In Catalina Martin-Chico’s World Press Photo of the Year-nominated image, former guerilla fighter Yolanda is photographed with her husband Michael in their home in the Colombian jungle. It is their sixth pregnancy, but for the first time, Yolanda will be delivering a baby.
Until three years ago, when a peace deal was signed with the Colombian government, Yolanda was a member of the country’s largest rebel group, the Revolutionary Armed Forces of Colombia (Farc). Pregnancy was forbidden, so many female members underwent abortions. Yolanda has had five abortions – her last pregnancy terminated at six months. “She feels that now, she deserves this baby,” says Martin-Chico.
On 7 September 2017, just before midnight, a magnitude 8.1 earthquake hit Mexico’s southern coast, the second strongest earthquake in the country’s history. It was felt by 50 million people across Mexico and, in the heavily affected states of Oaxaca and Chiapas, killed dozens of people and left over 100,000 homes damaged.
When the earthquake hit, Andres Millan was living in his hometown in Bogota, Colombia, preparing for a four-month residency that would start in November at Casa El Ocote, a gallery and cultural centre in Oaxaca. At quarter to midnight, alerts started to pop up on Millan’s mobile phone. When he switched on the news, the first image he saw was of the Mexican flag at the Municipal Palace in Oaxaca, lit up by lights coming from police cars.
My home is my castle references these first images that Millan saw from Colombia when the earthquake hit. “I wanted to recreate the light from the police car, so the photos are made with two flashes, one with a red filter and another with a blue one. The mixture of colours made the images acquire that pink colour,” he explains.
Pongo has won the prize for his ongoing series The Uncanny, which is shot in The Congo. Born in Belgium in 1988 to a Belgian mother and a Congolese father, Pongo started the project as an attempt to reconnect with his Congolese heritage. He first visited the country in 2011, staying with his Congolese family – most of whom he had never met before – and arriving as the DRC held its second ever democratic elections, for both Presidential and Legislative positions. “I am conscious that photographing in the Congo, as a photographer educated in Europe, reveals my own limitations (in accessing and understanding the environment), bias, and stereotypes,” he says. “However, by turning to a more personal story and documenting my confrontation with my family, the country, and by relying on friends and siblings to introduce me to their visions of this environment, I hope to be able to overcome some of these limitations.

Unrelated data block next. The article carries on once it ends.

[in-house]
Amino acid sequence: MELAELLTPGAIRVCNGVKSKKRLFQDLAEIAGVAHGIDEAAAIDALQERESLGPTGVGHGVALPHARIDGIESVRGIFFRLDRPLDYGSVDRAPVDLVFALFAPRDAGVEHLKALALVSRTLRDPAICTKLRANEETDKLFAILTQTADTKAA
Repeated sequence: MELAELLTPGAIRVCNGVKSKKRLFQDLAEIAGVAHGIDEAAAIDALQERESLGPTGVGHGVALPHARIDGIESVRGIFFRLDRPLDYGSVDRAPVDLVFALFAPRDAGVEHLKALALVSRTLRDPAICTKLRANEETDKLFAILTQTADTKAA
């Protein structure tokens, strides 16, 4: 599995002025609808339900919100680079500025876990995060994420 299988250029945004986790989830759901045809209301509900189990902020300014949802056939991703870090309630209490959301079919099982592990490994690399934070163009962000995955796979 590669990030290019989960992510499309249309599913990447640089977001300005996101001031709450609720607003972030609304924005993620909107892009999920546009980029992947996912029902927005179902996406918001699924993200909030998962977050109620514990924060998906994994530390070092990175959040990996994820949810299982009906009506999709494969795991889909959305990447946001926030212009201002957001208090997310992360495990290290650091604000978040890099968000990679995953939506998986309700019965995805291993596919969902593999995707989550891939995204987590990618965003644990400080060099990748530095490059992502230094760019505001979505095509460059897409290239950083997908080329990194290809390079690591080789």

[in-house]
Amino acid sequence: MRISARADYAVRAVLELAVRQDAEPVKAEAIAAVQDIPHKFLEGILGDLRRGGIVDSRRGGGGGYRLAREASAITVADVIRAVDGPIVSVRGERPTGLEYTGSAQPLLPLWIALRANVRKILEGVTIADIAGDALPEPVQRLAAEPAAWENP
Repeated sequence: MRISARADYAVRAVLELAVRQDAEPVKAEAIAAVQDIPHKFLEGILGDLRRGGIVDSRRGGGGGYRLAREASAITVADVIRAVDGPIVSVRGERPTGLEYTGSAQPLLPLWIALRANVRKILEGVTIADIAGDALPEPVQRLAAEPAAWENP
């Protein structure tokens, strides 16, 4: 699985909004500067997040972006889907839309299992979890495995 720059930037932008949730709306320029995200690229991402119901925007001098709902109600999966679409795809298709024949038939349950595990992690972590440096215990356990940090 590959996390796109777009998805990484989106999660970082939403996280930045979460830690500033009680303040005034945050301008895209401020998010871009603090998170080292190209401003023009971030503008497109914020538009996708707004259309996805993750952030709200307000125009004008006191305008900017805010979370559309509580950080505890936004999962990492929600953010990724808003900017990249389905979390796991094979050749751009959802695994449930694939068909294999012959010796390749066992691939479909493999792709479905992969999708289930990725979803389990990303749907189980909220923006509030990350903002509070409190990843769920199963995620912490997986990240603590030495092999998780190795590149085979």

No matter how hard you try, sometimes Arles can be just like Glastonbury (sans mud) – lots of things going on and you get sidetracked, and don’t get to see the one thing you wanted to. However I did manage to get round a diverse group of exhibits this year, one of my favourites actually being the Alice Neel painting show at the Fondation Van Gogh. Here is my round-up of what I saw of note this edition. The House of the Ballenesque, Roger Ballen This was very talked about in Arles – an old ramshackle house that Ballen has taken over, to express somewhat of what goes on in his mind and informs his photography. Like a giant walk-in sketchbook, it’s part fun-house and part mental asylum, with lots of creepy figures and dolls heads stuck on mismatching bodies. It’s worth seeing because it’s a bit different, though it doesn’t quite feel like the main event – it’s more of a fun sideshow to his practice, but interesting nonetheless. Try to go on a …
Karen Paulina Biswell spent much of her upbringing in Paris, having moved there with her parents when barely a teen in the early 1990s to escape the political unrest and violent clashes plaguing her native Colombia. She now lives back in Colombia, and her provocative project on strong women is going on show at Les Rencontres d’Arles
With his stark black-and-white images, Spanish photographer Arnau Blanch takes us on a journey into the recesses of our minds. Projects such as Veneno and Fantasmas use photography to connect how we experience places with our subconscious. Veneno (‘Poison’) was shot between 2008 and 2014; it is set in the jungles of Colombia but, rather than photographing the lush foliage and spectacular canopies, Blanch examines a sinister landscape in which anything can — and does — happen. There are images of sex, weapons, the latent threat of violence; everything is shot bure bokeh, a style in which extremes of contrast echo the extremes of the subject matter. They look like sequences from a discomforting dream, one in which our secret obsessions are only partially disguised by the symbols of our unconscious. A graduate of Barcelona’s Institute d’Estudis Fotograpics de Catalunya, Blanch has also studied at New York’s ICP and was selected for the Joop Swart Masterclass in 2013. “I’ve been following Arnau’s work for a few years now since I saw his Veneno/Colombia work at a portfolio review,” …